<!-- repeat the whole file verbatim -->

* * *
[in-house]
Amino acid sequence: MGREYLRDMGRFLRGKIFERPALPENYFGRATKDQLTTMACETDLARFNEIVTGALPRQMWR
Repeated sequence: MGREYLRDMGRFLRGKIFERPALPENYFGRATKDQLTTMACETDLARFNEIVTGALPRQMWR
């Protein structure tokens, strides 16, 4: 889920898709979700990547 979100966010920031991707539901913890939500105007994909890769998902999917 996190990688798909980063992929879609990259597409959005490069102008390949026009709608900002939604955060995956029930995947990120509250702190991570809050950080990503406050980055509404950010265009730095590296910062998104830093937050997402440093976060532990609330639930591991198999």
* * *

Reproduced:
[in-house]
Amino acid sequence: MGREYLRDMGRFLRGKIFERPALPENYFGRATKDQLTTMACETDLARFNEIVTGALPRQMWR
Repeated sequence: MGREYLRDMGRFLRGKIFERPALPENYFGRATKDQLTTMACETDLARFNEIVTGALPRQMWR
């Protein structure tokens, strides 16, 4: 889920898709979700990547 979100966010920031991707539901913890939500105007994909890769998902999917 996190990688798909980063992929879609990259597409959005490069102008390949026009709608900002939604955060995956029930995947990120509250702190991570809050950080990503406050980055509404950010265009730095590296910062998104830093937050997402440093976060532990609330639930591991198999």